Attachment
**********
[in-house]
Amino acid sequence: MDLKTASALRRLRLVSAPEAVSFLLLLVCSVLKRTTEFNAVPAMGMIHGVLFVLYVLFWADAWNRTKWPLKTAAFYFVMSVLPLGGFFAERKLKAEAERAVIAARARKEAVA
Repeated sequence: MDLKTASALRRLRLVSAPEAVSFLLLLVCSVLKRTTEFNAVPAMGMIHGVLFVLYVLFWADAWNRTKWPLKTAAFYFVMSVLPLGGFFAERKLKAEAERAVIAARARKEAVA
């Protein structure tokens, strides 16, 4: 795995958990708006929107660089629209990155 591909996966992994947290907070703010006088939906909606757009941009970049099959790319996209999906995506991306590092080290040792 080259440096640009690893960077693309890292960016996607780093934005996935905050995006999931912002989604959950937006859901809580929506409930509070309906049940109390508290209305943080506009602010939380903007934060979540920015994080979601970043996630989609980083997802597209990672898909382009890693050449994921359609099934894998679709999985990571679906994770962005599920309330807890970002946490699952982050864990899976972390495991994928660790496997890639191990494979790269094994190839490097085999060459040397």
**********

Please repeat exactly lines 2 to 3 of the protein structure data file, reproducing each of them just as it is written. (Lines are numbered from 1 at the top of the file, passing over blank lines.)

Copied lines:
Amino acid sequence: MDLKTASALRRLRLVSAPEAVSFLLLLVCSVLKRTTEFNAVPAMGMIHGVLFVLYVLFWADAWNRTKWPLKTAAFYFVMSVLPLGGFFAERKLKAEAERAVIAARARKEAVA
Repeated sequence: MDLKTASALRRLRLVSAPEAVSFLLLLVCSVLKRTTEFNAVPAMGMIHGVLFVLYVLFWADAWNRTKWPLKTAAFYFVMSVLPLGGFFAERKLKAEAERAVIAARARKEAVA